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  6. oil pan 4

    oil pan 4 Monkey+++

    For building materials about all you can do is recycle the metal, burn the wood that isn't treated for heat, salvage whole fixtures like sinks, toilets, cabinets, doors for reuse or resale.
    Building materials are semi salvageable if they are demo or new scraps. Kind of depends on what they are.
    Whole pieces of masonry could be reused, if you can get them apart.
    Masonry rubble could be crushed up and used as gravel.
    Anything fluffy and non combustible, any scraps of building foam sheathing or old pipe insulation could be shoved in the walls and used as insulation.
     
  7. chelloveck

    chelloveck Diabolus Causidicus

    A lot depends upon the materials that have been deconstructed from the structure that you have demolished. Beware that an old structure may include toxic materials...lead painted woodwork and sheathing, asbestos insulation and so forth.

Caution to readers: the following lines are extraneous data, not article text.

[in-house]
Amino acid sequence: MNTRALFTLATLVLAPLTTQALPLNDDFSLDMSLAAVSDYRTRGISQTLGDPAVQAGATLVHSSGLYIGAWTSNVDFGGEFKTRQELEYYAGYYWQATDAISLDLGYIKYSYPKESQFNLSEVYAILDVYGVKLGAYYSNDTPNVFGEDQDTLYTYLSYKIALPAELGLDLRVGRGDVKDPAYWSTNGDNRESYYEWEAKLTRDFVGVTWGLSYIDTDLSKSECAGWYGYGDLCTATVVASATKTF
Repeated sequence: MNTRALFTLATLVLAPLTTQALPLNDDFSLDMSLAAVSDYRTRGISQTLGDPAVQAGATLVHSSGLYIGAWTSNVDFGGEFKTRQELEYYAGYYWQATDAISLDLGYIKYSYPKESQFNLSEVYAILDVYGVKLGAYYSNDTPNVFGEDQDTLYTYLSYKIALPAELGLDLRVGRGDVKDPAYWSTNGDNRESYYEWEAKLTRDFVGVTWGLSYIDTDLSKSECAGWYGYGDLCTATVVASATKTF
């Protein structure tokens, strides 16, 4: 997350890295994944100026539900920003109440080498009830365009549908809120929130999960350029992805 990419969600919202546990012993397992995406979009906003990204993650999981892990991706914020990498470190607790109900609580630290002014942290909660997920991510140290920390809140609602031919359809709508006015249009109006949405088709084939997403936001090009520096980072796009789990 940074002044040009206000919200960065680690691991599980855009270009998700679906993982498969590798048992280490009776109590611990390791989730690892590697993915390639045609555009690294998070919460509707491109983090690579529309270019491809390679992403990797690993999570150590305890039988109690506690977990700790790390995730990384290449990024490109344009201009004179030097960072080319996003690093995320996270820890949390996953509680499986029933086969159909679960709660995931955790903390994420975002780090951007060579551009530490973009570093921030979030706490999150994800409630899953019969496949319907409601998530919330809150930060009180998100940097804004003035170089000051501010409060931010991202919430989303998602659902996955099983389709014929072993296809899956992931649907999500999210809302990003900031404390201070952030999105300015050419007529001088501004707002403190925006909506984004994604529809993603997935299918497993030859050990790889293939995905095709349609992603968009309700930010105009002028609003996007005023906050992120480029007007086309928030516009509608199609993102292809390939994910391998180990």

If your backyard looks like a lunar landscape of randomly distributed debris....consolidate it into discrete lots to make it easier for the pickers and purchasers to inspect and remove. It will then occupy a smaller footprint and allow you more space to devote to your new project whatever it is.

    Ethically, recycle what can be reasonably recycled without costing you too much, and without occupying more of your time and yard space than is necessary. It actually may reduce your overall costs. Dispose of stuff that doesn't fit your recycling plan (yes, you should have a plan), or that consists of hazardous materials that must be removed from your site. Disposal may cost you for some things...(such as hazardous materials), may be cost neutral (by pickers taking away freebie materials), or be revenue positive, in selling stuff to those who are prepared to pay for it.

    The decisions of course are all yours to make! ;)
     
  8. arleigh

    arleigh Goophy monkey

    Depends on how you take things apart.
    Dad taught me to take stuff apart because we recycled everything .
    But if your taking stuff apart like a demolition team , don't expect to reap much good out of it.